A group of four Kingston residents are collaborating to provide weekly dinners to the Kingston Youth Shelter during the COVID-19 pandemic.
Called “The Friday Night Supper Club,” the initiative aims to foster an interest and taste for fresh, homemade food among the shelter’s residents, as well as a sense of community.
The donors, Cathy, Robin, Nancy and Dave, wish to be known by their first names only. Vivienne Parent, a Family Mediation Worker at the shelter said the initiative has been very well-received.
“Basically Cathy, who works in social services, reached out to us and asked if we would be interested in getting homemade meals every Friday,” Parent said. “We loved the idea, and they’ve been doing it now for months.”
“They’re really community-oriented,” Parent added. “They wanted to give the youth something to look forward to every week, especially when they’d to be in quarantine.”
When COVID-19 restrictions came into effect in Kingston at the end of March, the Kingston Youth Shelter moved from its regular location on Brock St. to a City-owned building on Lower Union Street. This meant each youth could have their own private room in which to quarantine for two weeks upon intake, rather than the communal, dorm-style space they lived in on Brock Street.
Parent said the mandatory quarantine was challenging, but that the community has stepped in to help.
“The United Way and a lot of other partners in the city gave us TVs, all kinds of fun stuff to keep people entertained while they had to be primarily in their rooms,” Parent said. “It’s been very different from the shelter on Brock, where they live much more communally.”
The Supper Club provides an active, hands-on dinner experience, Cathy said. “The intent of each meal is that the youth participate in the ‘building’ of their dinner or dessert,” she said, “whether it be tacos, make-your-own pizza, pulled pork sandwiches, create-your-own sundae or strawberry shortcake.”
“Though the pandemic has been difficult and challenging for everyone,” she added, “some positive things have come out of it: Enjoy the simple things in life; it’s better to give than receive; and, most importantly, treat others as you would like to be treated.”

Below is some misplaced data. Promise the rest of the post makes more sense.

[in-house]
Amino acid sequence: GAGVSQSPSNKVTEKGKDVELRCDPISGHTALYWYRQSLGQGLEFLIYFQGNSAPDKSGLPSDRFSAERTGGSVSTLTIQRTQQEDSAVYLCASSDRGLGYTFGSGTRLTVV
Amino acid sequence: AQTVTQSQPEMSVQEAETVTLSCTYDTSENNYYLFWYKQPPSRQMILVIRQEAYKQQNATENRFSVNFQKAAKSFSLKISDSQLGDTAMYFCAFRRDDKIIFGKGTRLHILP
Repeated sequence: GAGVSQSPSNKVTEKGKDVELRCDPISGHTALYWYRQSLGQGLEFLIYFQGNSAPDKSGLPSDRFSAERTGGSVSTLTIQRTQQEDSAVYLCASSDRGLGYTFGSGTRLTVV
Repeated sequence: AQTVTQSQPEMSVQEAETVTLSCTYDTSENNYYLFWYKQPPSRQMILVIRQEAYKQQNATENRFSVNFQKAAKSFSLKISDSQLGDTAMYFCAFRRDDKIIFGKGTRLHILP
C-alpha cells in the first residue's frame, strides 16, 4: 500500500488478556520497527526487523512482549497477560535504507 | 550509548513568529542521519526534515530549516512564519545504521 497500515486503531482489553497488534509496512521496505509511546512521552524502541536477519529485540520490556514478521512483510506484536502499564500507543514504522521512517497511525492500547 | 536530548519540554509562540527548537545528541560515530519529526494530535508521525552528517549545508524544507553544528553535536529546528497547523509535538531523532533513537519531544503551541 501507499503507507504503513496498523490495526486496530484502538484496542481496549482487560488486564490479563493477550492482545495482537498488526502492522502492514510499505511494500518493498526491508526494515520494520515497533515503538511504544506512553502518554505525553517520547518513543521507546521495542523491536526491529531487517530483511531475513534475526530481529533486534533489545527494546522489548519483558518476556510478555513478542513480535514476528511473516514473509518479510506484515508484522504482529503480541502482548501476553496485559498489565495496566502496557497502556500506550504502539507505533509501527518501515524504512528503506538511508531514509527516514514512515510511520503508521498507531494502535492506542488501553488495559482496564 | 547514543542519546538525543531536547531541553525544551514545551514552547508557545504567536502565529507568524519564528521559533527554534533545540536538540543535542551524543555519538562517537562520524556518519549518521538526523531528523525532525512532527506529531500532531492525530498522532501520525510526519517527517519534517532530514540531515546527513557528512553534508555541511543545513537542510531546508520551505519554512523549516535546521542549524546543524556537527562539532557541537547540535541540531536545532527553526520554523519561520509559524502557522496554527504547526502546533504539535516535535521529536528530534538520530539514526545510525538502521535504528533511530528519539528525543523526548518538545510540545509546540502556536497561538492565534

Youth Shelter remains on Lower Union Street
The Lower Union Street location was provided to the Kingston Youth Shelter by the City of Kingston, Parent said. The capacity is slightly larger, with 18 rooms rather than 15.
“COVID-19 is definitely challenging but it was a great move to Lower Union,” Parent said. “It was great to get that building so we could keep serving youth and keep them safe.”
The COVID-19 restrictions on youth residents have loosened, Parent said, as viral prevalence in the area subsides. Quarantine is no longer required. Youth can leave the shelter for appointments or to see friends, so long as they’re being safe, and responding to particular questions upon return, Parent said.
The Brock Street shelter has been modified, meanwhile, for better COVID-19 safety. Parent said the rooms have had barriers added, and they’ve received supplies and donations of Personal Protection Equipment (PPE). The Youth Shelter will also have to operate at a decreased capacity, she said, when they move back to that location.
“We are probably moving back in September, but it really depends on how things go in this area. With COVID, if we get another outbreak, we may stay a little longer,” she said.
Through all the uncertainty, Parent said the Friday Night Supper Club has created a sense of consistency, and community for the youth at the shelter.